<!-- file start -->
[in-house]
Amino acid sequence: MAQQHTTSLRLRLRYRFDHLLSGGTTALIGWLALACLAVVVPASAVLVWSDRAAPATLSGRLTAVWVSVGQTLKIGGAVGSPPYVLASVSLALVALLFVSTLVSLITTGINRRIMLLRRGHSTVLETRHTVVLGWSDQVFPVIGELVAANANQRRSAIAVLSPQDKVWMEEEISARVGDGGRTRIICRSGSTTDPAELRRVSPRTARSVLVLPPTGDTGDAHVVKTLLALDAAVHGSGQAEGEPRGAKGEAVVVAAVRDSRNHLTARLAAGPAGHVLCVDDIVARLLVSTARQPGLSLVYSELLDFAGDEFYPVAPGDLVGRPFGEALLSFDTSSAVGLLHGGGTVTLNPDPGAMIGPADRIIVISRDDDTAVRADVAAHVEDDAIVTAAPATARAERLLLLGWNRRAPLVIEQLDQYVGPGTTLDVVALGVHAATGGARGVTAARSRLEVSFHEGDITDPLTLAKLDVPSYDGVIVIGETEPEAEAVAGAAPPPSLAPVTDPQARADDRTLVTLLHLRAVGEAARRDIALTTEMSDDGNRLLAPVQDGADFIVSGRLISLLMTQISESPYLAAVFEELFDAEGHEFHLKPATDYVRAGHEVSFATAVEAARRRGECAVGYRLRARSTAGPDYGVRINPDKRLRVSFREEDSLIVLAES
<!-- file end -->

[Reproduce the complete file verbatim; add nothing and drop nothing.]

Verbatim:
[in-house]
Amino acid sequence: MAQQHTTSLRLRLRYRFDHLLSGGTTALIGWLALACLAVVVPASAVLVWSDRAAPATLSGRLTAVWVSVGQTLKIGGAVGSPPYVLASVSLALVALLFVSTLVSLITTGINRRIMLLRRGHSTVLETRHTVVLGWSDQVFPVIGELVAANANQRRSAIAVLSPQDKVWMEEEISARVGDGGRTRIICRSGSTTDPAELRRVSPRTARSVLVLPPTGDTGDAHVVKTLLALDAAVHGSGQAEGEPRGAKGEAVVVAAVRDSRNHLTARLAAGPAGHVLCVDDIVARLLVSTARQPGLSLVYSELLDFAGDEFYPVAPGDLVGRPFGEALLSFDTSSAVGLLHGGGTVTLNPDPGAMIGPADRIIVISRDDDTAVRADVAAHVEDDAIVTAAPATARAERLLLLGWNRRAPLVIEQLDQYVGPGTTLDVVALGVHAATGGARGVTAARSRLEVSFHEGDITDPLTLAKLDVPSYDGVIVIGETEPEAEAVAGAAPPPSLAPVTDPQARADDRTLVTLLHLRAVGEAARRDIALTTEMSDDGNRLLAPVQDGADFIVSGRLISLLMTQISESPYLAAVFEELFDAEGHEFHLKPATDYVRAGHEVSFATAVEAARRRGECAVGYRLRARSTAGPDYGVRINPDKRLRVSFREEDSLIVLAES